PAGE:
The Workplace Injury Litigation Group
WILG is the national non-profit membership organization dedicated to representing the interests of millions of workers and their families who, each year, suffer the consequences of work-related injuries or occupational illnesses and who need expert legal assistance to obtain medical care and other relief under workers’ compensation programs.
The Iowa Association of Workers’ Compensation Attorneys
IAWC is an association of attorneys actively engaged in the area of workers’ compensation law on behalf of employers, insurance carriers, and injured workers. IAWC’s objective is to promote the administration of justice, provide continuing legal education in the area of workers’ compensation law, and enhance the effectiveness of the workers’…
The Iowa Workers’ Compensation Division
Iowa Workforce Development (IWD) commits its resources to Iowa’s prosperity by working to ensure the income security, productivity, safety, and health of all Iowans. The department strives to provide safe workplaces, provide a productive and economically secure workforce, provide all Iowans with access to workforce development services, and create a model workplace.
National Institute for Occupational Safety and Health
The Occupational Safety and Health Act of 1970 established NIOSH. NIOSH is part of the U.S. Centers for Disease Control and Prevention, in the U.S. Department of Health and Human Services. It has the mandate to assure “every man and woman in the Nation safe and healthful working conditions and to preserve our human resources.” NIOSH has more than 1,300 employees from a diverse set of fields including epidemiology, medicine, nursing, industrial hygiene, safety, psychology, chemistry, statistics, economics, and many branches of engineering. NIOSH works closely with the Occupational Safety and Health Administration (OSHA) and the Mine Safety and Health Administration in the U.S. Department of Labor to protect American workers and miners.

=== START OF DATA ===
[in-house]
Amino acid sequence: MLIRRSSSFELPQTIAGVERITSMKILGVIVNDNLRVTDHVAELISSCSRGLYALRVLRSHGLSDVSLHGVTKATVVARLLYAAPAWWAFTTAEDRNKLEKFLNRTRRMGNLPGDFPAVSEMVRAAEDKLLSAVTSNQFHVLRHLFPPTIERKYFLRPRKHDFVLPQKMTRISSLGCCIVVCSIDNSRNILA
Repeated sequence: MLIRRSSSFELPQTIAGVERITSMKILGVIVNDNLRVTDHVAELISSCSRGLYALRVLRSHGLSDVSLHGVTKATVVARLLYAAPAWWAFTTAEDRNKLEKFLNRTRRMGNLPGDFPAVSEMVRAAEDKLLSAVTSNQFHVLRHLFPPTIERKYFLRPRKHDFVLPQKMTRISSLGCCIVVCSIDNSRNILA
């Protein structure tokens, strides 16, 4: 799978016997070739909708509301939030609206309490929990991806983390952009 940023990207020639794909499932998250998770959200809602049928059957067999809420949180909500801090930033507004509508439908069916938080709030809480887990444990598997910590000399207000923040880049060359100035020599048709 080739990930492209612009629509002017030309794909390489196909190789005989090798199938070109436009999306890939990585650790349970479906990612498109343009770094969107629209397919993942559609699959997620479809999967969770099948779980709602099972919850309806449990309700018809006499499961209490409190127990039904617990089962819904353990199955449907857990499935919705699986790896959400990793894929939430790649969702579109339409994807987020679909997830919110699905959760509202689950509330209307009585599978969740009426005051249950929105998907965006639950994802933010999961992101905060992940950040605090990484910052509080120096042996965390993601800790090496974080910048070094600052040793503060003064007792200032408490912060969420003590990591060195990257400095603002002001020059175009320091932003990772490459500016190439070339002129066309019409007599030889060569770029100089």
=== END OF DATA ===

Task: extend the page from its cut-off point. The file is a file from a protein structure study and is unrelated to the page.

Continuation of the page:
State By State Workers Compensation Insurance Regulations
Workers’ Compensation insurance is regulated on a State-by-State basis, and so there can be important differences in the way employers handle their Workers’ Compensation exposures in various states, and important differences in how premiums are calculated.
NCCI is not a regulatory agency, though sometimes people think it is. It is an independent not-for-profit corporation created by the insurance industry to consolidate and standardize the fine details of Workers Compensation insurance premium computation.
Here are some details, state by state, with links to important regulatory agencies.
State by State Workers Compensation Benefits
Workers Compensation Insurance, or worker’s comp as it is commonly known, is a statutory insurance protection provided to workers who are injured in the course and scope of their employment. Workers’ Compensation is called a statutory coverage because workers compensation benefits are established by state statutes (statutory law).
Each state and territory of the United States sets its own workers’ compensation laws. Therefore, covered benefits and benefit levels differ from state to state.
Since each state sets its own workers’ compensation laws and benefits, each state has its own department or division to handle its workers’ compensation program.